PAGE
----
2005:Symbolic Genre Class

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Cory McKay (McGill University) cory.mckay@mail.mcgill.ca


Genre Classification of MIDI Files


Submitted software will automatically classify MIDI recordings into genre categories.

1) Genre Categories The genre categories will be organized hierarchically, in order to enable evaluation of how well entries can perform both coarse and fine classifications. The particular categories to be used will be determined by the evaluation committee. Individual recordings could belong to more than one category, as this is more realistic than requiring that each recording be classified as belonging to exactly one category. A total of three to five coarse categories and ten to fifteen fine categories will be used. Model classifications will be made by the evaluation committee or a sub-committee of the evaluation committee. Entrants will be provided with the selection and organization of categories so that they can configure their software to reflect them before submission.

2) Training and Testing Recordings Training and testing recordings will be chosen by the evaluation committee and kept confidential until after evaluations are complete. The test recordings will then be released, copyrights permitting.

3) Input Data Training will be performed by providing the software (through a command-line argument) with a text file listing training MIDI file paths and model genre(s). Testing will be performed by providing the software (through a command-line argument) with a text file that contains a list of file paths of test MIDI recordings.

4) Output Data The software will produce a text file listing test recording file paths and the genre(s) that each has been classified as.

Potential Participants

  • George Tzanetakis (University of Victoria), gtzan@cs.uvic.ca, high likelihood
  • Cory McKay & Ichiro Fujinaga (McGill University), cory.mckay@mail.mcgill.ca, high likelihood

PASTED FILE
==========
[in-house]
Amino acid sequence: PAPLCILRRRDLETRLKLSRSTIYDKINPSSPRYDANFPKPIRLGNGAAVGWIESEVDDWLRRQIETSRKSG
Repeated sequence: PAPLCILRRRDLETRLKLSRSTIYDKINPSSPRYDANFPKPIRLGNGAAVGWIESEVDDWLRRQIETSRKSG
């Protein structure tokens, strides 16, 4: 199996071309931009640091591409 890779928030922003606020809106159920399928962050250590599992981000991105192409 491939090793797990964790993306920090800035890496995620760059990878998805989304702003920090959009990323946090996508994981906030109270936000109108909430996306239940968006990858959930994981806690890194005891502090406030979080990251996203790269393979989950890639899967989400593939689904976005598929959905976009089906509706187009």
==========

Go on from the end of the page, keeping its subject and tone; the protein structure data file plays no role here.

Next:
• Pedro J. Ponce de Leon & Jose M. Inesta (Universidad de Alicante), pierre@dlsi.ua.es, medium likelihood
  • Roberto Basili, Alfredo Serafini & Armando Stellato (University of Rome Tor Vergata), basili@info.uniroma2.it, medium likelihood
  • Man-Kwan Shan & Fang-Fei Kuo (National Cheng Chi University), mkshan@cs.nccu.edu.tw, medium likelihood

Evaluation Procedures

Entries will be evaluated based on their success rates with respect ot both fine and coarse classifications. Entrants will have the option of enabling their software to output classifications of "unknown," which will be penalized less severely during evaluation than misclassifications, as classifications flagged as uncertain are much better than false classifications in a practical context. Evaluation will be performed using 5-fold cross validation.

Submissions in C/C++, Java, MatLab and Python (and other languages?) will be accepted.

Relevant Test Collections

  • On-line repositories of MIDI files (sample links available at www.music.mcgill.ca/~cmckay/midi.html)
  • Research databases.

Review 2

This is an interesting topic, one that I haven't seen much work on. I do not believe that its difficult to get a large collection of midi files. Many are in public domain, were never intended to be copyrighted, or have copyleft / creative commons licences. However, its still difficult to assemble a reasonable collection of midi files of appropriate length which accurately represent a sufficient number of genres. This must be addressed.

A key point is that it requires the Contest Committee to handlabel a large number of midi files. We also need to determine what our genres are. Is the Committee capable and willing to do this? I personally would find it very difficult to determine the genre of a midi recording which I don't recognize. MIDI all sounds like Muzak to me, unless I know the original audio recording. Has anyone tried midi-based genre classification before?

I have no problems with the suggested evaluation and testing procedures.

I think we need some more feedback on whether people are really interested in this. Most researchers who use MIDI, to my knowledge, aren't concerned with genre issues. George typically works with audio, so the proposer is the only one I'm aware of who I know is interested. I could be wrong so lets ask around. We also need to explore the handlabelling task, and to see if we can assemble a decent collection (which we should do regardless of this proposal).

If there is significant interest, and the labeling can be done, then we should accept it.